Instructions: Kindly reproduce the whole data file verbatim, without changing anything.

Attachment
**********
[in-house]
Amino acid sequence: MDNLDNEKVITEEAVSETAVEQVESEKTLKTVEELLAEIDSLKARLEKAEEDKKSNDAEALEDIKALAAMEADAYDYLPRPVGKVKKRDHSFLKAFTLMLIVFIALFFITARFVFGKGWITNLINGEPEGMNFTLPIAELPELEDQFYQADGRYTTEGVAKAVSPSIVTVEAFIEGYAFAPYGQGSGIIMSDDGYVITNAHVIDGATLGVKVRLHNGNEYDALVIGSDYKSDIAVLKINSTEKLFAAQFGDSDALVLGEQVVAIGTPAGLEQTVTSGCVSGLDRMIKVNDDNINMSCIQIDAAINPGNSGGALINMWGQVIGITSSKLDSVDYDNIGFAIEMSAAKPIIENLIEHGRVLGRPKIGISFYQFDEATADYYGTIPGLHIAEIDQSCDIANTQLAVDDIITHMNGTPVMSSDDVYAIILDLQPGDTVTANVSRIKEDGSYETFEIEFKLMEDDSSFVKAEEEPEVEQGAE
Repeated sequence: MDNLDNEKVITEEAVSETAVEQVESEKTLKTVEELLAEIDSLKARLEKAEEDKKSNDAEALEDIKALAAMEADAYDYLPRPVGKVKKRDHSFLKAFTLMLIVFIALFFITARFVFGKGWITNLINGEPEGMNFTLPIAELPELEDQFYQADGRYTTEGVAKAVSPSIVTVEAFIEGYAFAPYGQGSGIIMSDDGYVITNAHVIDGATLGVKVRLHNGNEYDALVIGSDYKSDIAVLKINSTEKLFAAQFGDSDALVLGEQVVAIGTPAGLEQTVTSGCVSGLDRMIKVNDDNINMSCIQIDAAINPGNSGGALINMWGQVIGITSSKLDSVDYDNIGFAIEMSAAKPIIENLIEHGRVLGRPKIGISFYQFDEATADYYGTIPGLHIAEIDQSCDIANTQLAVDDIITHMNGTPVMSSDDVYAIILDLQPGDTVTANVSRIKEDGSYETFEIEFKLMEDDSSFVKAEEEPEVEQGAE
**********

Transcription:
[in-house]
Amino acid sequence: MDNLDNEKVITEEAVSETAVEQVESEKTLKTVEELLAEIDSLKARLEKAEEDKKSNDAEALEDIKALAAMEADAYDYLPRPVGKVKKRDHSFLKAFTLMLIVFIALFFITARFVFGKGWITNLINGEPEGMNFTLPIAELPELEDQFYQADGRYTTEGVAKAVSPSIVTVEAFIEGYAFAPYGQGSGIIMSDDGYVITNAHVIDGATLGVKVRLHNGNEYDALVIGSDYKSDIAVLKINSTEKLFAAQFGDSDALVLGEQVVAIGTPAGLEQTVTSGCVSGLDRMIKVNDDNINMSCIQIDAAINPGNSGGALINMWGQVIGITSSKLDSVDYDNIGFAIEMSAAKPIIENLIEHGRVLGRPKIGISFYQFDEATADYYGTIPGLHIAEIDQSCDIANTQLAVDDIITHMNGTPVMSSDDVYAIILDLQPGDTVTANVSRIKEDGSYETFEIEFKLMEDDSSFVKAEEEPEVEQGAE
Repeated sequence: MDNLDNEKVITEEAVSETAVEQVESEKTLKTVEELLAEIDSLKARLEKAEEDKKSNDAEALEDIKALAAMEADAYDYLPRPVGKVKKRDHSFLKAFTLMLIVFIALFFITARFVFGKGWITNLINGEPEGMNFTLPIAELPELEDQFYQADGRYTTEGVAKAVSPSIVTVEAFIEGYAFAPYGQGSGIIMSDDGYVITNAHVIDGATLGVKVRLHNGNEYDALVIGSDYKSDIAVLKINSTEKLFAAQFGDSDALVLGEQVVAIGTPAGLEQTVTSGCVSGLDRMIKVNDDNINMSCIQIDAAINPGNSGGALINMWGQVIGITSSKLDSVDYDNIGFAIEMSAAKPIIENLIEHGRVLGRPKIGISFYQFDEATADYYGTIPGLHIAEIDQSCDIANTQLAVDDIITHMNGTPVMSSDDVYAIILDLQPGDTVTANVSRIKEDGSYETFEIEFKLMEDDSSFVKAEEEPEVEQGAE